Last year, Campbell Soup Co. discontinued its lowest-salt "Healthy Request" soup. Sales of Campbell's other low-sodium "Healthy Request" products are below where they were in 1995. Most of these products failed, according to company representatives, because they simply didn't taste good. George Dowdy, vice president of research and development for Campbell's soups and sauces, says consumers wanted a low-sodium soup with more salt. He says after removing salt, it's hard to stop vegetables turning mushy and losing some color.

The industry seemed to give up as new food fads, including low-fat and low-carbohydrate products, crowded out salt concerns. Last year, the food industry introduced 541 low-sodium products, half the number launched in 1991, when the low-sodium craze peaked at less than 4 percent of all product launches. By contrast, low-carb launches made up nearly 20 percent of the 2004 total.

Taste isn't the only reason food companies have struggled to cut back the salt. The need to preserve products for a long time so they can be shipped to the far reaches of the country is another.

In the United Kingdom last year, Kraft cut 30 percent of the salt from Lunchables snack meals, which contain Oscar Mayer meat and Kraft cheese. The British government has been pressuring companies to reduce sodium. Such a reformulation wasn't introduced in the United States because it would have shaved the product's shelf life to 70 days from 90. Kraft says it needs the extra time to ship inventory to supermarkets.

Instead, in the United States, Kraft cut salt out of the "base cake" of the cracker included in its ham-and-cheese Lunchables. To compensate for any loss in taste, Kraft sprinkled a smaller amount of salt on top. The shelf life stayed constant, and the salt content was cut by 9 percent, but the same product in the United Kingdom has nearly one-third less sodium.
Kraft says until recently it had focused on other health concerns. "We have been looking at total fat and saturated fat and total calories first in that product," says Nancy Daigler, a Kraft spokeswoman.

Now, Kraft says it's turning its attention to sodium, but instead of making deep cuts in a few products, it plans to make small reductions across a broad range.

Last year, the food industry was especially concerned about the U.S. government's Dietary Guidelines Advisory Committee, the body charged with developing a new set of food rules. The panel was considering cutting the recommended daily salt intake to 1,500 milligrams from the 2,400-milligram level previously advocated by the FDA.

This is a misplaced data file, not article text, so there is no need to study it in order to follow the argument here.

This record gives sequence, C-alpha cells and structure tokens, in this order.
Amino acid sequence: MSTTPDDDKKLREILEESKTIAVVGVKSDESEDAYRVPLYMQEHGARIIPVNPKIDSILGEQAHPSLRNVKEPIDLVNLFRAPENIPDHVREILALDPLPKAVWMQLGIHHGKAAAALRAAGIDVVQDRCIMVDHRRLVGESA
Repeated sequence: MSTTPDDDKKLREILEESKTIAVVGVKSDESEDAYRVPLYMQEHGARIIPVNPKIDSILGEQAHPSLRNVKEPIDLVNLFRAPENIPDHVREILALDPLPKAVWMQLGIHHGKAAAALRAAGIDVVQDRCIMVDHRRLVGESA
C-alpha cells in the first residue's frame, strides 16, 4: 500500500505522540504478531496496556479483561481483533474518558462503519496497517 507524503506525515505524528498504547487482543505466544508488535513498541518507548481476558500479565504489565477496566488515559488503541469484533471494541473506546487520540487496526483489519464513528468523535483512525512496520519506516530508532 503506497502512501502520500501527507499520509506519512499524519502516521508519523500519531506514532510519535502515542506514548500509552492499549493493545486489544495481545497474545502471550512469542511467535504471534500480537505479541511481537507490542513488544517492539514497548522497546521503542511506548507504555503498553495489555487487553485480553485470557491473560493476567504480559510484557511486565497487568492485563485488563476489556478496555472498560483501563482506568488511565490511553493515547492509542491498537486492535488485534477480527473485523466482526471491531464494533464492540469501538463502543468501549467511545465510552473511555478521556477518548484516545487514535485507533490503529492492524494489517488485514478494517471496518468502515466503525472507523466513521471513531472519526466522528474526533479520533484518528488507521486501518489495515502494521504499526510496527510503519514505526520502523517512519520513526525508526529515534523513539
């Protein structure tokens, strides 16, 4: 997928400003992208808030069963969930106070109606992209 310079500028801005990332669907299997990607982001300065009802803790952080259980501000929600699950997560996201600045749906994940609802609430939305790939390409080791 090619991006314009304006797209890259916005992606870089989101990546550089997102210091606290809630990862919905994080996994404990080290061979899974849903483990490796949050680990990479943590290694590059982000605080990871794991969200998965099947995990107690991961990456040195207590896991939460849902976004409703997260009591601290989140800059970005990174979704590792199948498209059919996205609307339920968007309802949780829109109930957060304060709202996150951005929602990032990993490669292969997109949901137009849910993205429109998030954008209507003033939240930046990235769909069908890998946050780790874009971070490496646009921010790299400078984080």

In a September presentation to the dietary-guidelines committee, the food industry's main lobby group, Grocery Manufacturers of America, warned that food scientists still hadn't come up with salt replacements accepted by the public and probably wouldn't be able to do so in the near future.

Alison Kretser, director of scientific and nutrition policy at the GMA, told the committee: "The result (of the industry's salt-reduction effort) was a relatively small number of products with significant reductions but with no discernible impact on overall sodium consumption by the population as a whole."

The food industry also argued that salt is so ingrained in the mass-production process that consumers would starve themselves of other nutrients if they cut their salt intake to the levels suggested by some health practitioners.

In January, the committee rejected the most stringent option it had considered in favor of a 2,300 milli-gram-a-day cap, virtually unchanged from the previous level. "You could practically hear the industry exhale," says Gilbert Leveille, the retired head of food technology at Cargill Inc., a major salt producer.

Lawrence Appel, a professor of medicine at Johns Hopkins University and a member of the committee, explained the decision in an interview: "Because of the extraordinarily low number of low-salt processed foods in the food supply, the committee worried that no one would be able to follow the lower guideline."